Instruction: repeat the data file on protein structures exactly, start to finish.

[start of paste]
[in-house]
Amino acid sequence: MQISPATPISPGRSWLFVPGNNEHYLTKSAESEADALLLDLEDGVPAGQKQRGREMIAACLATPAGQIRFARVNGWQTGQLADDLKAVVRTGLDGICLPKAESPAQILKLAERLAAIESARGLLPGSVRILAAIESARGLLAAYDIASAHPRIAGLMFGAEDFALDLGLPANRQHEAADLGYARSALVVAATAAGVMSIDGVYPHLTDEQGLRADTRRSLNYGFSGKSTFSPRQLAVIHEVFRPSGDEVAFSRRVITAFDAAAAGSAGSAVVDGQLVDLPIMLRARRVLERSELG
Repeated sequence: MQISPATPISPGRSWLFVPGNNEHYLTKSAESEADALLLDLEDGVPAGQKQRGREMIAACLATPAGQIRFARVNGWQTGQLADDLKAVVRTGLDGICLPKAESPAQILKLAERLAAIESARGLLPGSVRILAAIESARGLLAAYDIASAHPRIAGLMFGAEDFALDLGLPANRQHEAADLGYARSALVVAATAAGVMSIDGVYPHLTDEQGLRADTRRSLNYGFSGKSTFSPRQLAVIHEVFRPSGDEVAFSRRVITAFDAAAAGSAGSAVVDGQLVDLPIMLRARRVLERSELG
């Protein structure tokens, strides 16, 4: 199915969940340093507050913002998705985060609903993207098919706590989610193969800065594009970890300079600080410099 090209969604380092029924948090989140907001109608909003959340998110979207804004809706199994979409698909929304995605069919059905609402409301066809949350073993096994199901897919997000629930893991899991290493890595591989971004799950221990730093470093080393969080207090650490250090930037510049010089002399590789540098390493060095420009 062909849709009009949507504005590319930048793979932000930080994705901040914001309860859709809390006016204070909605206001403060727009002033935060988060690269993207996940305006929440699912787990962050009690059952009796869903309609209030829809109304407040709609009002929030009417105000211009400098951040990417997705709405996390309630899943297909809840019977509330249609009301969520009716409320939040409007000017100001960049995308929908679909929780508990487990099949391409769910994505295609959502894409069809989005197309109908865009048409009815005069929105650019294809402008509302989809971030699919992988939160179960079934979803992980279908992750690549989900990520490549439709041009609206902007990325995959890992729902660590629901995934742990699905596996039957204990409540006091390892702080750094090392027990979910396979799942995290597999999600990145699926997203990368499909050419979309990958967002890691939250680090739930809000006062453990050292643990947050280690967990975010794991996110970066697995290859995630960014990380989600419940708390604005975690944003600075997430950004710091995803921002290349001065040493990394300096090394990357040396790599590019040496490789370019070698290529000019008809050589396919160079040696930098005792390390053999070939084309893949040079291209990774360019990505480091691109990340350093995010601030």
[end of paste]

[in-house]
Amino acid sequence: MQISPATPISPGRSWLFVPGNNEHYLTKSAESEADALLLDLEDGVPAGQKQRGREMIAACLATPAGQIRFARVNGWQTGQLADDLKAVVRTGLDGICLPKAESPAQILKLAERLAAIESARGLLPGSVRILAAIESARGLLAAYDIASAHPRIAGLMFGAEDFALDLGLPANRQHEAADLGYARSALVVAATAAGVMSIDGVYPHLTDEQGLRADTRRSLNYGFSGKSTFSPRQLAVIHEVFRPSGDEVAFSRRVITAFDAAAAGSAGSAVVDGQLVDLPIMLRARRVLERSELG
Repeated sequence: MQISPATPISPGRSWLFVPGNNEHYLTKSAESEADALLLDLEDGVPAGQKQRGREMIAACLATPAGQIRFARVNGWQTGQLADDLKAVVRTGLDGICLPKAESPAQILKLAERLAAIESARGLLPGSVRILAAIESARGLLAAYDIASAHPRIAGLMFGAEDFALDLGLPANRQHEAADLGYARSALVVAATAAGVMSIDGVYPHLTDEQGLRADTRRSLNYGFSGKSTFSPRQLAVIHEVFRPSGDEVAFSRRVITAFDAAAAGSAGSAVVDGQLVDLPIMLRARRVLERSELG
């Protein structure tokens, strides 16, 4: 199915969940340093507050913002998705985060609903993207098919706590989610193969800065594009970890300079600080410099 090209969604380092029924948090989140907001109608909003959340998110979207804004809706199994979409698909929304995605069919059905609402409301066809949350073993096994199901897919997000629930893991899991290493890595591989971004799950221990730093470093080393969080207090650490250090930037510049010089002399590789540098390493060095420009 062909849709009009949507504005590319930048793979932000930080994705901040914001309860859709809390006016204070909605206001403060727009002033935060988060690269993207996940305006929440699912787990962050009690059952009796869903309609209030829809109304407040709609009002929030009417105000211009400098951040990417997705709405996390309630899943297909809840019977509330249609009301969520009716409320939040409007000017100001960049995308929908679909929780508990487990099949391409769910994505295609959502894409069809989005197309109908865009048409009815005069929105650019294809402008509302989809971030699919992988939160179960079934979803992980279908992750690549989900990520490549439709041009609206902007990325995959890992729902660590629901995934742990699905596996039957204990409540006091390892702080750094090392027990979910396979799942995290597999999600990145699926997203990368499909050419979309990958967002890691939250680090739930809000006062453990050292643990947050280690967990975010794991996110970066697995290859995630960014990380989600419940708390604005975690944003600075997430950004710091995803921002290349001065040493990394300096090394990357040396790599590019040496490789370019070698290529000019008809050589396919160079040696930098005792390390053999070939084309893949040079291209990774360019990505480091691109990340350093995010601030």